Why not make an solar-powered LED projector powered that can project microfilm literacy lessons on the wall and then literacy instructors can teach at night in villages without electricity? Why not! Seems doable, with enough MIT brainpower etc. So Design that Matters is doing it, (project name: Kinkajou). They have a $500,000 grant from USAID to field test the apparatus in 45 literacy centers in Mali. Looks cool and great. The one comment from their field visit that caught my eye was that several of the literacy instructors had apparently never bothered to take the solar panels out of the box... Hey, it's schadenfreude all the way down, baby.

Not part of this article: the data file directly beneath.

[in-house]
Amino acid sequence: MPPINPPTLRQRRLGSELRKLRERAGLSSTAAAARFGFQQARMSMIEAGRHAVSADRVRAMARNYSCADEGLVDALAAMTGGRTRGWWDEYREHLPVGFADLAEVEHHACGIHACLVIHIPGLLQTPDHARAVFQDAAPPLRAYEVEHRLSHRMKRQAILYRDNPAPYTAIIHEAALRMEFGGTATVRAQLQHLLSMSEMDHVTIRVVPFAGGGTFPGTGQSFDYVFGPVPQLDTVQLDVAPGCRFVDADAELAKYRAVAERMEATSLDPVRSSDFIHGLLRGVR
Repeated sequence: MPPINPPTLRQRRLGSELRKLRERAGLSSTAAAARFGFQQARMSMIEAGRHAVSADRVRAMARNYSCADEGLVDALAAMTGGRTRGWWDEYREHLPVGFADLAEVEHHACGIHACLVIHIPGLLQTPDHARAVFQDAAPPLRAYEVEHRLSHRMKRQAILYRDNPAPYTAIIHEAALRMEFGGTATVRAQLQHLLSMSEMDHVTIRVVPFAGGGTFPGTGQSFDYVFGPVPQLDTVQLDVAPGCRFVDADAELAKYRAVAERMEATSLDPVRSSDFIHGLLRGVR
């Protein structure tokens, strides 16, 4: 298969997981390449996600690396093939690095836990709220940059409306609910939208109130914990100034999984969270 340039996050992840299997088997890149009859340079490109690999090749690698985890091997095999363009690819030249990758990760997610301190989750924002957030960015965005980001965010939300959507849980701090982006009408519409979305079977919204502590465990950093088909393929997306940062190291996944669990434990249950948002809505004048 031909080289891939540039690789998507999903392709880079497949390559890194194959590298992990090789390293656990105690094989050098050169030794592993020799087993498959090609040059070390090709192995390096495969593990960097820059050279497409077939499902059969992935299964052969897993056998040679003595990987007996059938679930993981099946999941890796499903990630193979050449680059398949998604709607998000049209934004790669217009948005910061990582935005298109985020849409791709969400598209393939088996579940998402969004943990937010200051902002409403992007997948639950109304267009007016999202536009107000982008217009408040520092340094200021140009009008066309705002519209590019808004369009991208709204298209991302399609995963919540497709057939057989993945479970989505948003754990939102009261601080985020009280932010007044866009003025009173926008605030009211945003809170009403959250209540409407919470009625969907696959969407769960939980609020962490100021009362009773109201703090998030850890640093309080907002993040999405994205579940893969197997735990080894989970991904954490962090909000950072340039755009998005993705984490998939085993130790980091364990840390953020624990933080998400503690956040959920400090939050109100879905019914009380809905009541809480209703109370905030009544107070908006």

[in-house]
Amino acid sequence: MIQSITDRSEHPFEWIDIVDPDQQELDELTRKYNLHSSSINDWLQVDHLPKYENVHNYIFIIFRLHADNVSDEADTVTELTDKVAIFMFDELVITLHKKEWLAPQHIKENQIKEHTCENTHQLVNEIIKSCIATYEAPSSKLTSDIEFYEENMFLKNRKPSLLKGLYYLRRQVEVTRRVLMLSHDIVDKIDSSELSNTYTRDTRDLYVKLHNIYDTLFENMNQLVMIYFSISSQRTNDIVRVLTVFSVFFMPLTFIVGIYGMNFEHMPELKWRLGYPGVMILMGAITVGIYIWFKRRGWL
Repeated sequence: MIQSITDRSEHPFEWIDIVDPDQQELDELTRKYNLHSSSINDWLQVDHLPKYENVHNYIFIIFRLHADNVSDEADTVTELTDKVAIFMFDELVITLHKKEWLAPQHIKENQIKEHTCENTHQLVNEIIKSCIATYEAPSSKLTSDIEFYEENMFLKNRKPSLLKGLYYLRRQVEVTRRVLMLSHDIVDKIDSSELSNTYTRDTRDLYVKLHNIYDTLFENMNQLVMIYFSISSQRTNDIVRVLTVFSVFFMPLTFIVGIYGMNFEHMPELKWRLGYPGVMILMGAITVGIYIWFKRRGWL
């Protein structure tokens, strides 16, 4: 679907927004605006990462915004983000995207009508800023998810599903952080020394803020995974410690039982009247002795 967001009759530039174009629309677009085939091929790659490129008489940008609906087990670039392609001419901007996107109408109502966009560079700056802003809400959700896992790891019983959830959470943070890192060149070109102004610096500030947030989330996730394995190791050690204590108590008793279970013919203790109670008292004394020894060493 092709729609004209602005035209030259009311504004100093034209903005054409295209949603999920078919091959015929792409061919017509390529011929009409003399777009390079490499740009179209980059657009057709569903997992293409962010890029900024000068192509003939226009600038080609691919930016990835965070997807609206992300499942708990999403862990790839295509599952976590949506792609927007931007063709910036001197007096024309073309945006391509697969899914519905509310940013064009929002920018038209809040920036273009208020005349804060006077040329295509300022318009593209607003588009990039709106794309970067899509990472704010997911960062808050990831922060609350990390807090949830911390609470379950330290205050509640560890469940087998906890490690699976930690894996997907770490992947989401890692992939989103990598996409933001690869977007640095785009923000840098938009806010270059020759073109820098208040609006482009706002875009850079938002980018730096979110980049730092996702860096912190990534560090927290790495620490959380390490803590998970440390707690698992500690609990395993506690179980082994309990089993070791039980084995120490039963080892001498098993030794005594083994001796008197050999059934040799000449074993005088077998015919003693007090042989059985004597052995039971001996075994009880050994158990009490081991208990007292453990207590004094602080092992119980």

Another aside... when I spent an enjoyable week in the Sudan Archives at Durham, I came across an archived box of glass "lantern slides" in beautiful color. So what's deeply curious and slightly delicious about kinkajou is that
(1) the instructors and students in Mali are all using kerosene lanterns to read their adult literacy books and notebooks (Aside. A guess: each person in the adult literacy class probably has one book? And just one book?)I wonder whether USAID would fund a project that proposed to create a set of 100 glass slides of literacy lessons and 45 kerosene-burning magic lanterns, with a project cost of maybe $1,000. They'd say it was too dangerous. PS: A lantern that you can make at home.
(2) a technology (the so-called magic lantern and see here for how to build) has been around for 400 years to use a kerosene lamp to project images on a wall
(3) and nobody in the village has ever used that
(4) but they're jumping straight to LEDs and solar panels.